When former Rhode Island governor and senator Lincoln Davenport “Linc” Chafee declared he was running for president earlier last week, he opened yet another stanza in a distinctly American poem about two dynastic Republican political families—the Bushes and the Chafees—that diverged in a New England wood. One road led to the South and Right, a path blazed by George Herbert Walker Bush and continued by his even more conservative (and authentically “Southern”) sons. The other led, well, right back where it began in Southern New England. But the Republican Party lurched so far to the right that the Chafee brand first became RINO, then Independent, and now to a presidential run as a Democrat in many ways to the left of Hillary Clinton.
In a parallel universe Linc Chafee and John Ellis “Jeb” Bush—born just six weeks apart in 1953—would both be powerful Republican royalty, sitting atop the American political establishment. But the descendants of the moderate Connecticut Republican Senator Prescott Sheldon Bush left New England and the party’s moderate wing while the Chafees remained in Rhode Island and clung to an older model. Their moderate patch of the GOP political spectrum has all but evaporated, leaving Linc Chafee by far the most liberal Republican in the Senate after he assumed his father John’s seat in 1999. After voting against abolishing the estate tax, drilling in the Arctic National Wildlife Refuge, the Bush tax cuts and the Iraq War, Chafee even voted against President Bush’s reelection in 2004 (preferring to write in the name of Bush’s father, George Herbert Walker Bush).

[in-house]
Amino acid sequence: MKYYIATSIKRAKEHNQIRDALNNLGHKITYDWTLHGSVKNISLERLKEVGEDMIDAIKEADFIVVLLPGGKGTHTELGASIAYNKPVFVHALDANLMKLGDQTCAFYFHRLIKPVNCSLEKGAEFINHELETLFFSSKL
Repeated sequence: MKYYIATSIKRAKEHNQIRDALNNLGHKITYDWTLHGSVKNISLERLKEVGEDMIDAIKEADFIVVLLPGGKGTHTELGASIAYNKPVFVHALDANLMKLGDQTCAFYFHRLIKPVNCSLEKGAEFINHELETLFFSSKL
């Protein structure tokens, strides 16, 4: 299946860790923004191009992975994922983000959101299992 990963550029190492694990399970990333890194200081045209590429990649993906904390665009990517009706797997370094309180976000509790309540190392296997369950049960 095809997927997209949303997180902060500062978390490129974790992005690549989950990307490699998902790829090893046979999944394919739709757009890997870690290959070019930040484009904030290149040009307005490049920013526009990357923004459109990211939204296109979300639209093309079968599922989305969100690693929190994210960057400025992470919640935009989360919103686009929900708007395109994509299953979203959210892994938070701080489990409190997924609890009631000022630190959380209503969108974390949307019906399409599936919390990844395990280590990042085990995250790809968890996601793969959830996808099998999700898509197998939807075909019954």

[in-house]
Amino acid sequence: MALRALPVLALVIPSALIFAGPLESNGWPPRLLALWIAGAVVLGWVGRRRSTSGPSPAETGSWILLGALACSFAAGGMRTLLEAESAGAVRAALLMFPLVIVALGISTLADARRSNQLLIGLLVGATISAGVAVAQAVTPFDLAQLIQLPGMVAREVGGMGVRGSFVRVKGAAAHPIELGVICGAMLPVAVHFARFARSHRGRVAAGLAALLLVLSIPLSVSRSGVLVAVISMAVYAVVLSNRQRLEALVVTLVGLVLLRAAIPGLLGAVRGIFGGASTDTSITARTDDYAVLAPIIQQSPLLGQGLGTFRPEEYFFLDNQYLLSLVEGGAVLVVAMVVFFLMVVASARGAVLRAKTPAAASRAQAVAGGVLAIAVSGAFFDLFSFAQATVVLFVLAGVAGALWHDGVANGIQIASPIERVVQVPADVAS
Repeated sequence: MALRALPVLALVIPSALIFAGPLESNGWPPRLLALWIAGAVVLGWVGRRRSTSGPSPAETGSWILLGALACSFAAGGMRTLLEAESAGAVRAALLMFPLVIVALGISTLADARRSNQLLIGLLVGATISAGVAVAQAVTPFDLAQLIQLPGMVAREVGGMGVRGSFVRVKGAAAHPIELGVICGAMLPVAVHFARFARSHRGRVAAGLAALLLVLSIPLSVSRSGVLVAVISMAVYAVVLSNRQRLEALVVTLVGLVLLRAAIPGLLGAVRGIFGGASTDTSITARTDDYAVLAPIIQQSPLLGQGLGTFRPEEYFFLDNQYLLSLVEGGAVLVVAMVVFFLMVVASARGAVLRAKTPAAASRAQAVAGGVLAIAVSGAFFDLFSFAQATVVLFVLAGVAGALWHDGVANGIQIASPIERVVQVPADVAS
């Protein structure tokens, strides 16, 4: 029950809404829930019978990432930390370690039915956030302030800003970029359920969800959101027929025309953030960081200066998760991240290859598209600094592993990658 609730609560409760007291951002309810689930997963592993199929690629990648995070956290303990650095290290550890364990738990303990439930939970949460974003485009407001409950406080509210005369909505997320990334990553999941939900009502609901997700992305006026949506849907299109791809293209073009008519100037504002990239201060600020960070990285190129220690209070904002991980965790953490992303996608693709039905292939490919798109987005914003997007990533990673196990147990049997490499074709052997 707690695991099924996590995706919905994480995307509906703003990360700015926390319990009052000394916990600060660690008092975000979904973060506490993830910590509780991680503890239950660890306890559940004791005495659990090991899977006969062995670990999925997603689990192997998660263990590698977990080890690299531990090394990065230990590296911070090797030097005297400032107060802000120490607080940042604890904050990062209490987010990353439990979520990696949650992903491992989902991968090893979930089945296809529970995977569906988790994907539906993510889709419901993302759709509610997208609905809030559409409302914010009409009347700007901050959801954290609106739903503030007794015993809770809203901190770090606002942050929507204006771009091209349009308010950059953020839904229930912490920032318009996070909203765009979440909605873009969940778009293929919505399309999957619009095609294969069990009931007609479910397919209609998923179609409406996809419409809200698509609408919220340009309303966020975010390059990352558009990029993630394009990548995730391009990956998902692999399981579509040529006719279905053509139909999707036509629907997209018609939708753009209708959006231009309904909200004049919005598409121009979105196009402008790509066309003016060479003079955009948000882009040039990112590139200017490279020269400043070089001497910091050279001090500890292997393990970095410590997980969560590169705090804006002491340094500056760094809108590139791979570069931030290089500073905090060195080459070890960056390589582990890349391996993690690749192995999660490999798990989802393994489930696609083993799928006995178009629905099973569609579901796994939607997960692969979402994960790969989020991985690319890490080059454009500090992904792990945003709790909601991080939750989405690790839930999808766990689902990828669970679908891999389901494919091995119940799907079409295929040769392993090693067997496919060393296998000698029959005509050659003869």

Chafee’s days as a Republican were numbered. After being defeated in the wave election of 2006 by Democrat Sheldon Whitehouse, he became an Independent in 2007. He supported Barack Obama in the 2008 Presidential election, won Rhode Island’s governorship as an Independent in 2010, and changed his registration to Democratic in 2013.
What does Linc Chafee’s “leftward” drift tell us about presidential politics at the start of the 2016 campaign? First and foremost, that old-school moderates like Prescott Bush might not even recognize the positions assumed by the GOP on guns, contraception, abortion rights, affirmative action, the Middle East and immigration. And that the Republican Party has almost ceased to win elections in its old Yankee stronghold—in the current Congress, there are just four members with New England accents from the region amid the 300 or so in both houses. The story of Linc Chafee and Jeb Bush stand as the perfect metaphor for a Party that left “ayuh” in favor of “y’all.”